travel pic: Newgrange

October 20, 2014

This is the front stone of the neolithic passage tomb at Newgrange:


I saw it, and felt like I was looking at one of the greatest pieces of artwork in the world.  Perfect abstraction 5000 years before actual abstract art became a thing.  (I usually try to take pictures of things without people in them, but I’m glad now that people ended up in this one so you can see the scale of it.)

The tours I took in Ireland were good because they put a lot of history in context for me — especially prehistory, because I kind of had no idea.  Newgrange is old.  Older than Stonehenge.  I kept thinking about the level of organization and sophistication required for a society to be able to put these things together, and it blew my mind, because I realized that there are thousands of tombs, forts, stone circles, and monuments scattered over Britain and Ireland, and that this extensive culture existed to support all that — some 3000 years before the Celts came along.  Everyone thinks of the the Celts when they think of Ireland.  But there was so much more going on before then.

Yeah, I kind of got obsessed.  And yeah, I wrote a story already.  We’ll see what more comes out of this obsession.


October 17, 2014

Hey!  So it turns out the first of the string of Wild Cards stories I have coming out went live this week!  “Nuestra Señora de la Esperanza” is up at  Check it out!  I’ve been wanting to do this topic for a while now:  deal with the Wild Card virus being passed along through the DNA of victims — people who’ve inherited the virus rather than been newly infected, and what it looks like to have a family with a Wild Cards heritage. (Very rare, granted, given the fatality rate.  But still, it happens.)

In other news:  I made part of my niece’s Halloween costume this year:


I’m thinking back to when my Mom made me a Wonder Woman costume when I was about 5, and it was all felt because that’s what was available.  Now, we’ve got gold lamé, sparkly stickers, all kinds of fancy fancy things to make costumes with.  I’m wondering how much of the cosplay revolution is due to the availability of great materials — or if cosplay is driving the availability of great materials?  I don’t know.

Speaking of cosplay, I’m making a Thing that I hope to have finished by Mile Hi Con next week.  I decided to try to adapt an existing pattern, and it’s kind of kicking my ass — it’s just ever so slightly beyond my skill set.  Which I guess is good, because I’m learning something.  We’ll see if I can figure it out this weekend.  If I can just get the collar to work, the rest will be cake.  *rolls up sleeves*


This gig is always changing, and sometimes I can’t decide if that’s good or bad.  Good, I think — if it’s changing then I’m changing which means that maybe I’m evolving to keep up, which would be nice.  Lately, I’ve been thinking about how the way I send out short stories and pursue publication for them has changed.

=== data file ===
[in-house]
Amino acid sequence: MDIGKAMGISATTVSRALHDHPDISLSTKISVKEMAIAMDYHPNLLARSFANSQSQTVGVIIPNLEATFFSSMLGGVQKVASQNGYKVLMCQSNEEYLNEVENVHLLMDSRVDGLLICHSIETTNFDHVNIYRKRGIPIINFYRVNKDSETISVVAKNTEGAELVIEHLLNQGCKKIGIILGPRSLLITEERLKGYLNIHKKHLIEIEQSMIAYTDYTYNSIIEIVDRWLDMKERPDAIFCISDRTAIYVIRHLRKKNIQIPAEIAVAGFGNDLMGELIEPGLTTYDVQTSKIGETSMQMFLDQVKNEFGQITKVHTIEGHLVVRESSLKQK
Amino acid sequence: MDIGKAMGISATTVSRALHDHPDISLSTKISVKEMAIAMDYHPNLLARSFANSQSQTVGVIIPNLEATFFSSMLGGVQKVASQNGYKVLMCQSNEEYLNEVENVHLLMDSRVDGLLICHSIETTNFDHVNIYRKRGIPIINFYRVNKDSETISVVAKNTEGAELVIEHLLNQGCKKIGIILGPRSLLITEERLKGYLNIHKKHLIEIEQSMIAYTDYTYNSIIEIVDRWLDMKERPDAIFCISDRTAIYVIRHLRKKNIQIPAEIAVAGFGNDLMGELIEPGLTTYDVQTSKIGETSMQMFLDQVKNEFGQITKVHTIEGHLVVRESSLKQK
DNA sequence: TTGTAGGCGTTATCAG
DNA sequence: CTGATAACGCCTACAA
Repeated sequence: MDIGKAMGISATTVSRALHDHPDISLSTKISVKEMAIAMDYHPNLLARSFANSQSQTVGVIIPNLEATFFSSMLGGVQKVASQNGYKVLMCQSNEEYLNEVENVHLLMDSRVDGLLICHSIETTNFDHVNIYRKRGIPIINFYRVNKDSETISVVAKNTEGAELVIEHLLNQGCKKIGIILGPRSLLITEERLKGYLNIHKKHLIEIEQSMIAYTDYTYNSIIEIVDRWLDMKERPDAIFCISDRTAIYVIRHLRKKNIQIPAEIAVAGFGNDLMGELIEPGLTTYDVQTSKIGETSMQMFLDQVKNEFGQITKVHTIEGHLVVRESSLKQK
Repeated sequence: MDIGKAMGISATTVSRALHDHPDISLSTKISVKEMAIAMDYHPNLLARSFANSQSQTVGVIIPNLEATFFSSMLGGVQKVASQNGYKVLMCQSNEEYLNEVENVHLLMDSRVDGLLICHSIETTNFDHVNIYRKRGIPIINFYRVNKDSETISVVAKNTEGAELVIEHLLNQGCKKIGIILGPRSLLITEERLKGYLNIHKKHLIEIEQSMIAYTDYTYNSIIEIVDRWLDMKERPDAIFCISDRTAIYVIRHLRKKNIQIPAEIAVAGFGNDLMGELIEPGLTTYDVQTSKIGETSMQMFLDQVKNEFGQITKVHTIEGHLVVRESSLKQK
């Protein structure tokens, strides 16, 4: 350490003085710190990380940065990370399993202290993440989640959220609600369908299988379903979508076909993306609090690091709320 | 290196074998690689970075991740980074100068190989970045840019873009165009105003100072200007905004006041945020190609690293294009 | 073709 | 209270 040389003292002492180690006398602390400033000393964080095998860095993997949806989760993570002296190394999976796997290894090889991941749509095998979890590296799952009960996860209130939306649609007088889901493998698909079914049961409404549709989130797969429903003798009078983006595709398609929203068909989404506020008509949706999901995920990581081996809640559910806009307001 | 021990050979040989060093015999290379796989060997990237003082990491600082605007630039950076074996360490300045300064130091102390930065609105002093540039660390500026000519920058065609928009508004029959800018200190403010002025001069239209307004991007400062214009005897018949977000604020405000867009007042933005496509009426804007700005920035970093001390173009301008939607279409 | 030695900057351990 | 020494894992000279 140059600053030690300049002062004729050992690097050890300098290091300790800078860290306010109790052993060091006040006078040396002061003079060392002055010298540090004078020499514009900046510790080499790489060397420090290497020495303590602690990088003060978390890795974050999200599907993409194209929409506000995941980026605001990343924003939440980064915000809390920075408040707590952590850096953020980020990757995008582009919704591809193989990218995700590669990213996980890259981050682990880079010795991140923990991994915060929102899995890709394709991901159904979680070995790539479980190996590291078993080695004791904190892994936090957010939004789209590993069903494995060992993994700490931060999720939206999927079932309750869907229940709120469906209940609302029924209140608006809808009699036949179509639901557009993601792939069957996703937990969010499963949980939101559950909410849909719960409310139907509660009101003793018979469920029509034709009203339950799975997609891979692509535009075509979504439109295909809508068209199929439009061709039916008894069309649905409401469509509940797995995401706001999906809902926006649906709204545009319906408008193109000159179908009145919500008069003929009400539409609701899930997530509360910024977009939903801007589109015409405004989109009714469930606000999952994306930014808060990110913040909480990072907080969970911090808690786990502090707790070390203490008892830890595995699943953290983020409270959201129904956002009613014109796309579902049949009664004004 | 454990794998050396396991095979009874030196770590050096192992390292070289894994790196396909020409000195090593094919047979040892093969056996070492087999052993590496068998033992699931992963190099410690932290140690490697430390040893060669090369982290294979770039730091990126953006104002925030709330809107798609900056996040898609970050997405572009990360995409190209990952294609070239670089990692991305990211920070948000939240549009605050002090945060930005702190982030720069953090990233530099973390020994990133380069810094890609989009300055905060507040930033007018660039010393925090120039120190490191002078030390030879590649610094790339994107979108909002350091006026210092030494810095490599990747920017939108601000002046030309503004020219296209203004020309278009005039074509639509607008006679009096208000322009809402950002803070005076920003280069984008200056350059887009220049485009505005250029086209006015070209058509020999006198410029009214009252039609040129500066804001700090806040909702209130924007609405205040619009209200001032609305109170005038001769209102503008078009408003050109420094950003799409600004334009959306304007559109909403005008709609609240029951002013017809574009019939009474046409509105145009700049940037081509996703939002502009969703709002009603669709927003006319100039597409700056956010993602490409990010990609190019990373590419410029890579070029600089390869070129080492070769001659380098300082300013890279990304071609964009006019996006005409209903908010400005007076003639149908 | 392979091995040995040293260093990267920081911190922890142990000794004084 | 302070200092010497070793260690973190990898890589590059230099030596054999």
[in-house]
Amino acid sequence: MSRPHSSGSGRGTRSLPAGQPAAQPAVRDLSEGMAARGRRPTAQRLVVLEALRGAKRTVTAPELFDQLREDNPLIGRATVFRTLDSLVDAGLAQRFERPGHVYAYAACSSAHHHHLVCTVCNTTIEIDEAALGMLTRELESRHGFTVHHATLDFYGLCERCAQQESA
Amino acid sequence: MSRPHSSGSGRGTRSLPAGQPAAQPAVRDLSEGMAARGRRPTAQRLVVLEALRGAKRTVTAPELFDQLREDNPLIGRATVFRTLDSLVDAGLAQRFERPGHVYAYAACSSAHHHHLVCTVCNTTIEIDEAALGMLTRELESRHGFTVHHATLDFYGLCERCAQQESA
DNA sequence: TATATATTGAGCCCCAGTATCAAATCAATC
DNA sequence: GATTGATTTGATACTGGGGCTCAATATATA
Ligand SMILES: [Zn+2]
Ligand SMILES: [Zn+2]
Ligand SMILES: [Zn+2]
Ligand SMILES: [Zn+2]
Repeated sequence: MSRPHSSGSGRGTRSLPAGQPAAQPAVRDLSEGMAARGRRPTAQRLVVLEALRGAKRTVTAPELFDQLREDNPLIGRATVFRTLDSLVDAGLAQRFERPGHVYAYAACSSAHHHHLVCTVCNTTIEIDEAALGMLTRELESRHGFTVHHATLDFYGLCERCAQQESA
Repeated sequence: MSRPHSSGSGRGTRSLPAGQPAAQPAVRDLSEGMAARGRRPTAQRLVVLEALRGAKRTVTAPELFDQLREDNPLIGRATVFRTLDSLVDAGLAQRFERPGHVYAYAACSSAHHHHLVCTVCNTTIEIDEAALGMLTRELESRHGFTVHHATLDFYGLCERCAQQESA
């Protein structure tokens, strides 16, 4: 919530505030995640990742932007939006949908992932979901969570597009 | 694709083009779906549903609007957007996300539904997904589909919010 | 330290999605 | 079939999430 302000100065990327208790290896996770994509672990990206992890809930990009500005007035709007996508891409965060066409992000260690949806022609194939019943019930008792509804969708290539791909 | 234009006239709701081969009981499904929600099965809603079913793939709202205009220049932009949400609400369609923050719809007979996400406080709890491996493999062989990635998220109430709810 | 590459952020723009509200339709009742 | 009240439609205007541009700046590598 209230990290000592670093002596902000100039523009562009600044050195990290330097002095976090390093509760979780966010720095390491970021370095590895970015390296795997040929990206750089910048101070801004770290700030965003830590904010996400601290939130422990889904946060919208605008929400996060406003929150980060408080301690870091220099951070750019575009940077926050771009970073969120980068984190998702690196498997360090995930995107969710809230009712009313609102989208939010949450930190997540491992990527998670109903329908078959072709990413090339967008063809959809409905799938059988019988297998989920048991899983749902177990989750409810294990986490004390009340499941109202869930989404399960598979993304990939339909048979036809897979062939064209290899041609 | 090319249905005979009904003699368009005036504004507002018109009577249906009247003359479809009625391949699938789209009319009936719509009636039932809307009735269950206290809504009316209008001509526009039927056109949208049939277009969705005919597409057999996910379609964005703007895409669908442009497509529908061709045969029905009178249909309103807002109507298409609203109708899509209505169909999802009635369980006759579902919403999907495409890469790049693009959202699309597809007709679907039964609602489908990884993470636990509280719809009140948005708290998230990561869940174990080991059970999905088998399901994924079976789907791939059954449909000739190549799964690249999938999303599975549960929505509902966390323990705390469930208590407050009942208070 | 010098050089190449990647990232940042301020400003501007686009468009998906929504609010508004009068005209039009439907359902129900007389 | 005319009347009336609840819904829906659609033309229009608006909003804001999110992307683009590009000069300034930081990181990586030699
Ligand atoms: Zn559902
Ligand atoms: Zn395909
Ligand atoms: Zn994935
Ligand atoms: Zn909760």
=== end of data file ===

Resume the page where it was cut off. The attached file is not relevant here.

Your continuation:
In almost ten years of being published novelist, I’ve figured out that while I’m writing novels I can also write about 5-6 short pieces a year. That includes anything under about 12,000 words.  Before about 2007, I wrote short stories and sent them to magazines (online and print) on a regular basis.  Quite a few sold.  Quite a few didn’t.  When the novel-writing really picked up, I wrote fewer shorts, sent out fewer, and eventually only sent stories out sporadically because something strange was happening:  I started getting invited to submit stories.  This was a weird and wonderful thing — it meant I could write a story and pretty much be guaranteed that it would have a home (maybe with rewrites, but still).  Some of the uncertainty went away.  Huzzah!

For a few years there, I said yes to just about every anthology invitation that came along. This is pretty normal — as a newish writer, it’s really awesome getting asked to write for anthologies.  Plus, there’s a common neophyte worry that if you say no, you’ll never get asked again.

After I hit the NYT bestseller list for the first time in 2008, the anthology invites increased — it turns out editors look for authors with “NYT bestseller” in front of their names when they pitch anthologies because it’s a selling point.  Turns out, the sale of an anthology to a publisher can depend on having a couple of NYT bestsellers in the table of contents.  I felt a huge amount of pressure when I first found this out, like I would be letting people down if I didn’t say yes to anthology invitations.

But remember that 5-6 stories a year?  That includes all the stories I promise to anthologies.  This is one of the reasons that around 2007-2008 I stopped sending things out to magazines almost entirely.  Magazine editors were asking me for stories (and wow, was that a shocking switch after some 10+ years of collecting rejection slips), and I simply didn’t have anything to send them because all my new work was going to anthologies.

I found this to be a frustrating situation.  The anthology invites are most often for theme anthologies with specific guidelines — like, say, werewolf Christmas stories — that I would never have written about if I hadn’t been invited.  Meanwhile, I was collecting a whole stack of story ideas I just didn’t have time to write.